Literary fiction

In publishing, literary fiction novels are regarded as having more literary merit than most commercial or "genre" fiction. All the same, a number of major literary figures have also written genre fiction, for example, John Banville publishes crime novels as Benjamin Black, and both Doris Lessing and Margaret Atwood have written science fiction. Furthermore, Nobel laureate André Gide stated that Georges Simenon, best known as the creator of the fictional detective Jules Maigret, was "the most novelistic of novelists in French literature".[1]


Neal Stephenson has suggested that, while any definition will be simplistic, there is today a general cultural difference between literary and genre fiction. On the one hand, literary authors are frequently supported by patronage, with employment at a university or a similar institution, and with the continuation of such positions determined not by book sales but by critical acclaim by other established literary authors and critics. On the other hand, Stephenson suggests, genre fiction writers tend to support themselves by book sales.[2]

However, the distinction is becoming blurred with major writers of literary fiction, like Nobel laureate Doris Lessing, as well as Margaret Atwood, writing science fiction. Doris Lessing described science fiction as "some of the best social fiction of our time", and called Greg Bear, author of Blood Music, "a great writer".[3] Also Georges Simenon, the creator of the Maigret detective novels, has been described by American composer and writer Ned Rorem as "one of the five greatest French writers of our century". Rorem placed Simenon in the company of Proust, Gide, Cocteau, and Sartre.

In an interview, John Updike lamented that "the category of 'literary fiction' has sprung up recently to torment people like me who just set out to write books, and if anybody wanted to read them, terrific, the more the merrier. ... I'm a genre writer of a sort. I write literary fiction, which is like spy fiction or chick lit".[4] Likewise, on The Charlie Rose Show, Updike argued that this term, when applied to his work, greatly limited him and his expectations of what might come of his writing, so he does not really like it. He suggested that all his works are literary, simply because "they are written in words".[5]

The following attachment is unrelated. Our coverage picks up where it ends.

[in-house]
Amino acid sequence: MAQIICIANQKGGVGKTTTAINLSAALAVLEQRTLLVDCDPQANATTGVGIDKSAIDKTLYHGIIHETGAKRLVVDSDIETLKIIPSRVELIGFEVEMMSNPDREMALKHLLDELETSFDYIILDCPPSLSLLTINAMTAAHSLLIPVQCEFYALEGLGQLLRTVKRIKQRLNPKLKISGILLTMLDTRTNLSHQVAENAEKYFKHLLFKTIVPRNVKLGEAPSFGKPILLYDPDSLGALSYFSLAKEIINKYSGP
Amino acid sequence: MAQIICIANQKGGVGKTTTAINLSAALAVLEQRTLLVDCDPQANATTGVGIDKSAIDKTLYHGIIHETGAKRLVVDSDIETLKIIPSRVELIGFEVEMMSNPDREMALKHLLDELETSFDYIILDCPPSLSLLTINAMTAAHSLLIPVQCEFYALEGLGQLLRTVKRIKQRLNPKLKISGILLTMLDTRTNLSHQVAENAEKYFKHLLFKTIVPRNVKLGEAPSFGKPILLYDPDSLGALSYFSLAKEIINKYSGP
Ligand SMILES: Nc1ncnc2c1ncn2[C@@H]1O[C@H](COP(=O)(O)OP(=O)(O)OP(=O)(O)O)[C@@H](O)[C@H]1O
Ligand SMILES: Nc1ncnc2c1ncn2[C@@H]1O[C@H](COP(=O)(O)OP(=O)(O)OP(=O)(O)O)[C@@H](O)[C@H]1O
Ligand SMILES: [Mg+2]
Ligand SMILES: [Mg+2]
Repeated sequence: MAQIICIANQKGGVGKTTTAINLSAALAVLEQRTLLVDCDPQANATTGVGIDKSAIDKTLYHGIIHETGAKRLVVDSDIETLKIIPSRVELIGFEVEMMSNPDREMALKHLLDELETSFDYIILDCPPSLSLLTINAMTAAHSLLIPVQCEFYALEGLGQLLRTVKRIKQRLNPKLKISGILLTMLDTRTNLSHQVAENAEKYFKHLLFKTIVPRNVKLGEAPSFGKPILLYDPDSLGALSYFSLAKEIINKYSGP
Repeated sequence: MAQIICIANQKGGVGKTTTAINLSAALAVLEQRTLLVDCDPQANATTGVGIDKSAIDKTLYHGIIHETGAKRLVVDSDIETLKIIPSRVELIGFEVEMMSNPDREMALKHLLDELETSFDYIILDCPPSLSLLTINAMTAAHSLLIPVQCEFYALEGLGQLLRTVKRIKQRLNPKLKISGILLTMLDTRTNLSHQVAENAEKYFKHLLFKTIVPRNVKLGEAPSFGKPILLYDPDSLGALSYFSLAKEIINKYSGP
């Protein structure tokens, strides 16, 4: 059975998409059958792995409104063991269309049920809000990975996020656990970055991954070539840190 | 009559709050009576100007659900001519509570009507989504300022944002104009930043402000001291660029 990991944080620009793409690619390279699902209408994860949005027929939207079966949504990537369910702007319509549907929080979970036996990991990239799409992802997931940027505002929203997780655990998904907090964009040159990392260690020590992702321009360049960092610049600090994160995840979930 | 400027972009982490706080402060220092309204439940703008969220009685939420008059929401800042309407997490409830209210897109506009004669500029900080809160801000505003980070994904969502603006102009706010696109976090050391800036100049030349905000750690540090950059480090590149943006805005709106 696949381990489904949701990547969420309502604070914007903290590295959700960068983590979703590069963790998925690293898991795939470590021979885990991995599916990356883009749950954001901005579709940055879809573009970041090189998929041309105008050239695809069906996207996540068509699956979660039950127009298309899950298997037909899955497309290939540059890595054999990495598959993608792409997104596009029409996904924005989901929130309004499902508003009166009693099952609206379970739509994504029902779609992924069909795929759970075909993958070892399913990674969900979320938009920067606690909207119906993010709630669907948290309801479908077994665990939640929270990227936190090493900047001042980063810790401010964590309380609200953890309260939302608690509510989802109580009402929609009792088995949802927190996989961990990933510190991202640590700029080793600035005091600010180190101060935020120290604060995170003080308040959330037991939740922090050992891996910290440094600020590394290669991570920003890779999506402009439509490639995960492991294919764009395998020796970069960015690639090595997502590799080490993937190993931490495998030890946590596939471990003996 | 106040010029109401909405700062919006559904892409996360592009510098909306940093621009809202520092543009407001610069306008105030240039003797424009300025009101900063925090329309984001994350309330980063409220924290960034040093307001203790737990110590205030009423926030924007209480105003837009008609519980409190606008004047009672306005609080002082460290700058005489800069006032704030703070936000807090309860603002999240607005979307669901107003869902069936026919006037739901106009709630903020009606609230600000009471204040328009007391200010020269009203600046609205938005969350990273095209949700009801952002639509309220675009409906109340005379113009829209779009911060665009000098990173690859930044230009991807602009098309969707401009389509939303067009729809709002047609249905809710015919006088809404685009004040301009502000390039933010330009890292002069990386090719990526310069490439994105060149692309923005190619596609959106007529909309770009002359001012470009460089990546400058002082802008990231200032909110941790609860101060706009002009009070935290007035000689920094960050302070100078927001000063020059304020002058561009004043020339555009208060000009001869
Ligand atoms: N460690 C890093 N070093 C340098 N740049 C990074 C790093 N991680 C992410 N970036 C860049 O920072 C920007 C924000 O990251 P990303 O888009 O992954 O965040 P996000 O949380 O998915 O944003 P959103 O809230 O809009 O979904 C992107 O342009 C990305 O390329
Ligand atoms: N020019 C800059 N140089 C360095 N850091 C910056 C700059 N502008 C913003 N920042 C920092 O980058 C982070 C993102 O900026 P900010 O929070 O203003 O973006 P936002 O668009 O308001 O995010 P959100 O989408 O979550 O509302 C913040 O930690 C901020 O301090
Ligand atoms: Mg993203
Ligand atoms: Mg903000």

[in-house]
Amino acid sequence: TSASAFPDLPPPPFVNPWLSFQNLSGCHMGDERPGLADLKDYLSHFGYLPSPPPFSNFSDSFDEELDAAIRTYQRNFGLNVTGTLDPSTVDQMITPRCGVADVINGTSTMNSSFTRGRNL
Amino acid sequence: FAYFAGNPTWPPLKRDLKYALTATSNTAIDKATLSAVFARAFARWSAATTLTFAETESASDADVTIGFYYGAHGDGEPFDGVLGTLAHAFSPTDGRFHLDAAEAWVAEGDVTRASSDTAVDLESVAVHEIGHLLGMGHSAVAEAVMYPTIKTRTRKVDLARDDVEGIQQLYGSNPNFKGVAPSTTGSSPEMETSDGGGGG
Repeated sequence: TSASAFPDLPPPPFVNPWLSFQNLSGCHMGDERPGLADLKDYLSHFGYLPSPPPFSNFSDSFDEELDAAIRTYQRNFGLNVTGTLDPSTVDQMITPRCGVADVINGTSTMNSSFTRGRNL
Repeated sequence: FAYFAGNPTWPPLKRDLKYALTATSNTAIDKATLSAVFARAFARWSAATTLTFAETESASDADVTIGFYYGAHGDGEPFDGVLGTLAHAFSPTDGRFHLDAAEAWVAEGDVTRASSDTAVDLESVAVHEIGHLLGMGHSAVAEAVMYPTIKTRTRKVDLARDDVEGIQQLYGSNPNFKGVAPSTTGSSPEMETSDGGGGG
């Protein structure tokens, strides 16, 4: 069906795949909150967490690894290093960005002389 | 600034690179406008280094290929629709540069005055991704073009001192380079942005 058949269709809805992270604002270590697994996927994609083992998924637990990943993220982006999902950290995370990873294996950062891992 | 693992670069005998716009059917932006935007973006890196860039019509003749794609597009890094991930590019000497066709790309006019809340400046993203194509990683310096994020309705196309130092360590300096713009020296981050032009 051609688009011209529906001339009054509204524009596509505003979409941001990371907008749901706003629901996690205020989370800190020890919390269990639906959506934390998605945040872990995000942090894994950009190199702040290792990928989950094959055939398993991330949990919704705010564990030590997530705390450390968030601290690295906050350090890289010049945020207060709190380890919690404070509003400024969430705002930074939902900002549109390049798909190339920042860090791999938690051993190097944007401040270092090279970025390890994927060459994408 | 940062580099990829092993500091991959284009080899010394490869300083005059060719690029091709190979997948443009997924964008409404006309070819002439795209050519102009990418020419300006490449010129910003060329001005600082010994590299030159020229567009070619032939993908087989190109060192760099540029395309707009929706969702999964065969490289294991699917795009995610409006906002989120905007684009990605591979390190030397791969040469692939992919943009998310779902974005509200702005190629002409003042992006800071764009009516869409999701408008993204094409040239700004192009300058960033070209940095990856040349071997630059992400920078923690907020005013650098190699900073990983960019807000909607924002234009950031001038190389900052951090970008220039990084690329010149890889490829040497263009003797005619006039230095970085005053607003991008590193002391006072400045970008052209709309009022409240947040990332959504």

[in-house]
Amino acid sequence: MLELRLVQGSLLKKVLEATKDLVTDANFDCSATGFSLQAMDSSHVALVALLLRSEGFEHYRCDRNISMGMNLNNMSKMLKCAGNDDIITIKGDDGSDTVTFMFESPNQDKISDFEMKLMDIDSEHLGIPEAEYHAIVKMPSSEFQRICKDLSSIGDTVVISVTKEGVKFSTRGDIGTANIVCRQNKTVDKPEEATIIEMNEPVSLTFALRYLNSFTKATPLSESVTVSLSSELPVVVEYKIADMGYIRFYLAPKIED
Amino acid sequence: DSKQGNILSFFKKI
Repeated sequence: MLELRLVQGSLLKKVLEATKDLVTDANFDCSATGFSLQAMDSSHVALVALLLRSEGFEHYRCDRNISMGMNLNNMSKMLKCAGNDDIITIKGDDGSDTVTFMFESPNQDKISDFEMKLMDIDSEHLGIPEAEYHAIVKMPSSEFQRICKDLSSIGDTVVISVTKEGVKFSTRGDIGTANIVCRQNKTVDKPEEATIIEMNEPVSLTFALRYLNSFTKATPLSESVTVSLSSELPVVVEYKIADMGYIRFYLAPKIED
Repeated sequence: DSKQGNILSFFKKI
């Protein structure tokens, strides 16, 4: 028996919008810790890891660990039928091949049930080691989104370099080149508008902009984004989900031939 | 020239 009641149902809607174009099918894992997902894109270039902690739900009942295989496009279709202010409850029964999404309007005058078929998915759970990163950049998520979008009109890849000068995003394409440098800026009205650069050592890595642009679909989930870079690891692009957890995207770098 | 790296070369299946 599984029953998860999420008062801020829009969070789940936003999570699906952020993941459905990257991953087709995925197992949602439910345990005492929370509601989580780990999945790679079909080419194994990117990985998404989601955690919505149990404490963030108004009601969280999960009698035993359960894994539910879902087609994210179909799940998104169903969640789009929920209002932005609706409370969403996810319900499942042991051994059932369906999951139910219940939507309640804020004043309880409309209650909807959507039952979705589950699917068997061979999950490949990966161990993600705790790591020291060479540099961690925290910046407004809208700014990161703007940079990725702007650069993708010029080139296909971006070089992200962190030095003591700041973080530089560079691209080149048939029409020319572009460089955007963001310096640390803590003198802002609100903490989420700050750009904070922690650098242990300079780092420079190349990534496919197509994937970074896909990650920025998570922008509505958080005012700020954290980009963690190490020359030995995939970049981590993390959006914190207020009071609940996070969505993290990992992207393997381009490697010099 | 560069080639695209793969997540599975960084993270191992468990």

Characteristics of literary fiction generally include one or more of the following:

  • A concern with social commentary, political criticism, or reflection on the human condition.[6]
  • A focus on "introspective, in-depth character studies" of "interesting, complex and developed" characters,[6][7] whose "inner stories" drive the plot, with detailed motivations to elicit "emotional involvement" in the reader.[8][9]
  • A slower pace than popular fiction.[10] As Terrence Rafferty notes, "literary fiction, by its nature, allows itself to dawdle, to linger on stray beauties even at the risk of losing its way".[11]
  • A concern with the style and complexity of the writing: Saricks describes literary fiction as "elegantly written, lyrical, and ... layered".[12]
  • Unlike genre fiction plot is not the central concern.[13]
  • The tone of literary fiction can be darker than genre fiction.[10]

See also


  1. Charles E. Claffey, The Boston Globe September, 10, 1989 Contributing to this report was Boston Globe book editor Mark Feeney.
  2. Slashdot Interview from October 20, 2004 with Neal Stephenson
  3. Doris Lessing: Hot Dawns, interview by Harvey Blume in Boston Book Review
  4. Grossman 2006.
  5. The Charlie Rose Show from June 14, 2006 with John Updike Archived February 3, 2009, at the Wayback Machine
  6. Saricks 2009, p. 180.
  7. Coles 2009, p. 7.
  8. Coles, William (2007). Story in Literary Fiction: A Manual for Writers. p. 26. ISBN 978-1425986643.
  9. Coles 2009, p. 8.
  10. Saricks 2009, p. 182.
  11. Rafferty 2011.
  12. Saricks 2009, p. 179.
  13. Saricks 2009, p. 181-182.


  • Coles, William (2009). Literary Story As an Art Form: A Text for Writers. AuthorHouse. p. 136.
  • Delany, Samuel (2009). Freedman, Carl (ed.). Conversations With Samuel R. Delany. Literary Conversations Series. University Press of Mississippi. p. 214.
  • Habjan, Jernej, Imlinger, Fabienne. Globalizing Literary Genres: Literature, History, Modernity. London: Routledge, 2015.
  • Rafferty, Terrence (February 4, 2011). "Reluctant Seer". New York Times Sunday Book Review. Retrieved April 23, 2012.
  • Saricks, Joyce (2009). The Readers' Advisory Guide to Genre Fiction (2nd ed.). ALA Editions. p. 402.
  • Saricks, Joyce (2005). Readers' Advisory Service In The Public Library (3rd ed.). ALA Editions. p. 211.
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